More troops deployed in S. African province

April 07, 1994|By Los Angeles Times

DURBAN, South Africa -- After one of the bloodiest weeks in this country's recent history, the military has deployed up to 850 more combat troops to violence-scarred Zulu townships of Natal Province to enforce a state of emergency, which, so far, has failed to curb bitter factional fighting.

Yesterday's reinforcements, drawn from infantry and light artillery reserve units in Natal, brings the total force here to about 2,000 troops. More forces will be deployed April 15 for about a month to cover the volatile province during the April 26-28 election and its aftermath, the military said.

"The situation is very tense," spokeswoman Capt. Kim Van Niekerk said in a telephone interview. At least 100 people have been reported killed in raging township wars since President Frederik W. de Klerk announced emergency rule last Thursday in the tribal Zulu homeland of KwaZulu and surrounding Natal Province.

The strife -- which usually takes the form of drive-by shootings, arson and massacres of unarmed civilians -- is part of the intensifying conflict between Zulu followers of Chief Mangosuthu G. Buthelezi's Inkatha Freedom Party and Nelson Mandela's African National Congress. The majority of victims this week have been in ANC strongholds.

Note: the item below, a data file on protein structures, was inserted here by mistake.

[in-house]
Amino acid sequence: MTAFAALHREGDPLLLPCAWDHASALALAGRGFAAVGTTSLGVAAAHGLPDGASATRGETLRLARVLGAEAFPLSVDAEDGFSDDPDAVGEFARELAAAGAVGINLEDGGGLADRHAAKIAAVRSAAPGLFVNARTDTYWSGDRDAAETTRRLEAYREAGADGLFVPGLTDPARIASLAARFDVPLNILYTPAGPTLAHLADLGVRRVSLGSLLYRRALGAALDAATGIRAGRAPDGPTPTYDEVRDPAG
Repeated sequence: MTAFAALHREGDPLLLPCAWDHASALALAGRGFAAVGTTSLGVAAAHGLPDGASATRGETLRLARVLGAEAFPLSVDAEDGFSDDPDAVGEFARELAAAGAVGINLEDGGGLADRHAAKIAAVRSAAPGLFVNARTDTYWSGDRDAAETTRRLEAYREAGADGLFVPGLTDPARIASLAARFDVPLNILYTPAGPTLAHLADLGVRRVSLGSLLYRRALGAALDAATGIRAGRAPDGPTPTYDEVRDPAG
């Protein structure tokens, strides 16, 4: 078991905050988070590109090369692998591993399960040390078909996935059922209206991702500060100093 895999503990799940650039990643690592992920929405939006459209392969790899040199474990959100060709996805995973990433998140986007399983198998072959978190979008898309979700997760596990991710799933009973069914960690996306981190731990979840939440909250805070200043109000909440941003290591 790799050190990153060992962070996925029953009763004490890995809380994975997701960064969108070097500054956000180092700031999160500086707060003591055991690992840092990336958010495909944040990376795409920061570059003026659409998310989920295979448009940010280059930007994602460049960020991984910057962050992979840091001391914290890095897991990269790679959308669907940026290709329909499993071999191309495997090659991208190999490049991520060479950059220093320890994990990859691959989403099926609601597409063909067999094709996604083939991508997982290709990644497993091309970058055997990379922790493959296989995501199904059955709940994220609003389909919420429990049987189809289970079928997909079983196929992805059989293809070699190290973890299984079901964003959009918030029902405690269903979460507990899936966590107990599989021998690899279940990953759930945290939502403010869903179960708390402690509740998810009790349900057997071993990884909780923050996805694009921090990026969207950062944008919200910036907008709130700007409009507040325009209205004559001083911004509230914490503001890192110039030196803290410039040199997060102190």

The death toll has grown dramatically since Mr. Buthelezi pledged to boycott the democratic elections that his archrival, Mr. Mandela, is expected to win. ANC officials in Natal complain the emergency decree has failed to protect their supporters and to ensure a free election.

In a dramatic display of the problems the security forces face, dozens of police and soldiers backed by armored vehicles, helicopters and dogs, looked on as an estimated 10,000 anti-election Zulus defied emergency regulations and marched with their "traditional" weapons in Empangeni in northern Natal Tuesday.

Police said they had decided not to strip the Inkatha protesters of spears, fighting clubs, machetes and knives to avoid a confrontation. The march was peaceful.

Hopes that the fighting can be curbed to permit free balloting are now riding on a "peace summit" scheduled tomorrow among key players in the crisis -- Messrs. Mandela, Buthelezi, de Klerk and the Zulu king, Goodwill Zwelithini.

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